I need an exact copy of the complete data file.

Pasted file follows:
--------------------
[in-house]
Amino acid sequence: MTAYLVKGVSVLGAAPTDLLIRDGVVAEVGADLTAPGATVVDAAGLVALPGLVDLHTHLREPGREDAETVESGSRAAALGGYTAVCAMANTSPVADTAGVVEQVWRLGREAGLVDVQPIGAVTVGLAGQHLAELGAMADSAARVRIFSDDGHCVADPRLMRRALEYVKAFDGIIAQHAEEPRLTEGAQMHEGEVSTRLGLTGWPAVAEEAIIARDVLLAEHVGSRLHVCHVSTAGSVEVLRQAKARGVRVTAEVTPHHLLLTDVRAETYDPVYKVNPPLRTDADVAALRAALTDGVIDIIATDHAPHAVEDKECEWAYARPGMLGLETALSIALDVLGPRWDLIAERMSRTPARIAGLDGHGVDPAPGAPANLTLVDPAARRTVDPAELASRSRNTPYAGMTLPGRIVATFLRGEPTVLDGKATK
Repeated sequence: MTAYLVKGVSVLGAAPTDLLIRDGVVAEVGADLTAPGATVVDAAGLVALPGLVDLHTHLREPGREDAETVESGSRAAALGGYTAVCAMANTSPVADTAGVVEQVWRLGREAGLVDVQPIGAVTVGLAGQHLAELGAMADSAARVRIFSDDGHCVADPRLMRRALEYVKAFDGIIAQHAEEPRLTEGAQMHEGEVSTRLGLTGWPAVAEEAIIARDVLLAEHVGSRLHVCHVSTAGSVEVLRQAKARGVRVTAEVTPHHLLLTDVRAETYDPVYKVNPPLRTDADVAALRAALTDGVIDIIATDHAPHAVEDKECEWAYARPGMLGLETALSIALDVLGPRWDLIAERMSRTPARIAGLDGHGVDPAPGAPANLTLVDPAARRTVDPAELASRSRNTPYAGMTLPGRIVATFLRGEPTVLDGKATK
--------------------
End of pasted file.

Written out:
[in-house]
Amino acid sequence: MTAYLVKGVSVLGAAPTDLLIRDGVVAEVGADLTAPGATVVDAAGLVALPGLVDLHTHLREPGREDAETVESGSRAAALGGYTAVCAMANTSPVADTAGVVEQVWRLGREAGLVDVQPIGAVTVGLAGQHLAELGAMADSAARVRIFSDDGHCVADPRLMRRALEYVKAFDGIIAQHAEEPRLTEGAQMHEGEVSTRLGLTGWPAVAEEAIIARDVLLAEHVGSRLHVCHVSTAGSVEVLRQAKARGVRVTAEVTPHHLLLTDVRAETYDPVYKVNPPLRTDADVAALRAALTDGVIDIIATDHAPHAVEDKECEWAYARPGMLGLETALSIALDVLGPRWDLIAERMSRTPARIAGLDGHGVDPAPGAPANLTLVDPAARRTVDPAELASRSRNTPYAGMTLPGRIVATFLRGEPTVLDGKATK
Repeated sequence: MTAYLVKGVSVLGAAPTDLLIRDGVVAEVGADLTAPGATVVDAAGLVALPGLVDLHTHLREPGREDAETVESGSRAAALGGYTAVCAMANTSPVADTAGVVEQVWRLGREAGLVDVQPIGAVTVGLAGQHLAELGAMADSAARVRIFSDDGHCVADPRLMRRALEYVKAFDGIIAQHAEEPRLTEGAQMHEGEVSTRLGLTGWPAVAEEAIIARDVLLAEHVGSRLHVCHVSTAGSVEVLRQAKARGVRVTAEVTPHHLLLTDVRAETYDPVYKVNPPLRTDADVAALRAALTDGVIDIIATDHAPHAVEDKECEWAYARPGMLGLETALSIALDVLGPRWDLIAERMSRTPARIAGLDGHGVDPAPGAPANLTLVDPAARRTVDPAELASRSRNTPYAGMTLPGRIVATFLRGEPTVLDGKATK